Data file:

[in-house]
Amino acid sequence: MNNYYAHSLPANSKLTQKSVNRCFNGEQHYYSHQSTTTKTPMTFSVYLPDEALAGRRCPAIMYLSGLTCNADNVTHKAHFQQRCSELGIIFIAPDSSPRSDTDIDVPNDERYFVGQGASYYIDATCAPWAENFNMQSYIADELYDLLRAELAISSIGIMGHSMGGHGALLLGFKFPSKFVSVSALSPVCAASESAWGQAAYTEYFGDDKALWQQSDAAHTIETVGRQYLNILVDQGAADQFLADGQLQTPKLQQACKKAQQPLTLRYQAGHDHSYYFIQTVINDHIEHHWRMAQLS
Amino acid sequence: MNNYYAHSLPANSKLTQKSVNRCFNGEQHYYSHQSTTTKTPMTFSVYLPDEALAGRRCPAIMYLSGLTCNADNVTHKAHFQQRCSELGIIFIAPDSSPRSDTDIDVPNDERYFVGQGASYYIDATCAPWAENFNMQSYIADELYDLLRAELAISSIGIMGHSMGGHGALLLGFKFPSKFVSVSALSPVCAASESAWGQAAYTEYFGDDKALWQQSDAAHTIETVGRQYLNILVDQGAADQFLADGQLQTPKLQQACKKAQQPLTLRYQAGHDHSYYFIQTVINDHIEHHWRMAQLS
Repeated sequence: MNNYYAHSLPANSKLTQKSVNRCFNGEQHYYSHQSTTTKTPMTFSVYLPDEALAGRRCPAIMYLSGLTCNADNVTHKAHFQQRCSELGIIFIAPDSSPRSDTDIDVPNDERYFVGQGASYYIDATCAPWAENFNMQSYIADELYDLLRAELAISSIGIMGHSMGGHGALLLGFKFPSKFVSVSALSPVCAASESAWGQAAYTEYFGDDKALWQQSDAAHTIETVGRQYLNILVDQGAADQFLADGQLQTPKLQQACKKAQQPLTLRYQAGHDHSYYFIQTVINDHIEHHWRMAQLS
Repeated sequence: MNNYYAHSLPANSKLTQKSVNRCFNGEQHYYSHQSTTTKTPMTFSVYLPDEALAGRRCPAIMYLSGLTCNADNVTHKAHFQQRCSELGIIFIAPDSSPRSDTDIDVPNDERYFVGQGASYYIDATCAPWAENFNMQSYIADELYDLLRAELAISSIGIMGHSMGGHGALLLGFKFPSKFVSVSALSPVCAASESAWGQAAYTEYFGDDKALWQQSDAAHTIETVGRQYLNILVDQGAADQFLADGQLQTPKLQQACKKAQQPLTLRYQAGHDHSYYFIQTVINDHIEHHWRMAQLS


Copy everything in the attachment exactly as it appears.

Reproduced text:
[in-house]
Amino acid sequence: MNNYYAHSLPANSKLTQKSVNRCFNGEQHYYSHQSTTTKTPMTFSVYLPDEALAGRRCPAIMYLSGLTCNADNVTHKAHFQQRCSELGIIFIAPDSSPRSDTDIDVPNDERYFVGQGASYYIDATCAPWAENFNMQSYIADELYDLLRAELAISSIGIMGHSMGGHGALLLGFKFPSKFVSVSALSPVCAASESAWGQAAYTEYFGDDKALWQQSDAAHTIETVGRQYLNILVDQGAADQFLADGQLQTPKLQQACKKAQQPLTLRYQAGHDHSYYFIQTVINDHIEHHWRMAQLS
Amino acid sequence: MNNYYAHSLPANSKLTQKSVNRCFNGEQHYYSHQSTTTKTPMTFSVYLPDEALAGRRCPAIMYLSGLTCNADNVTHKAHFQQRCSELGIIFIAPDSSPRSDTDIDVPNDERYFVGQGASYYIDATCAPWAENFNMQSYIADELYDLLRAELAISSIGIMGHSMGGHGALLLGFKFPSKFVSVSALSPVCAASESAWGQAAYTEYFGDDKALWQQSDAAHTIETVGRQYLNILVDQGAADQFLADGQLQTPKLQQACKKAQQPLTLRYQAGHDHSYYFIQTVINDHIEHHWRMAQLS
Repeated sequence: MNNYYAHSLPANSKLTQKSVNRCFNGEQHYYSHQSTTTKTPMTFSVYLPDEALAGRRCPAIMYLSGLTCNADNVTHKAHFQQRCSELGIIFIAPDSSPRSDTDIDVPNDERYFVGQGASYYIDATCAPWAENFNMQSYIADELYDLLRAELAISSIGIMGHSMGGHGALLLGFKFPSKFVSVSALSPVCAASESAWGQAAYTEYFGDDKALWQQSDAAHTIETVGRQYLNILVDQGAADQFLADGQLQTPKLQQACKKAQQPLTLRYQAGHDHSYYFIQTVINDHIEHHWRMAQLS
Repeated sequence: MNNYYAHSLPANSKLTQKSVNRCFNGEQHYYSHQSTTTKTPMTFSVYLPDEALAGRRCPAIMYLSGLTCNADNVTHKAHFQQRCSELGIIFIAPDSSPRSDTDIDVPNDERYFVGQGASYYIDATCAPWAENFNMQSYIADELYDLLRAELAISSIGIMGHSMGGHGALLLGFKFPSKFVSVSALSPVCAASESAWGQAAYTEYFGDDKALWQQSDAAHTIETVGRQYLNILVDQGAADQFLADGQLQTPKLQQACKKAQQPLTLRYQAGHDHSYYFIQTVINDHIEHHWRMAQLS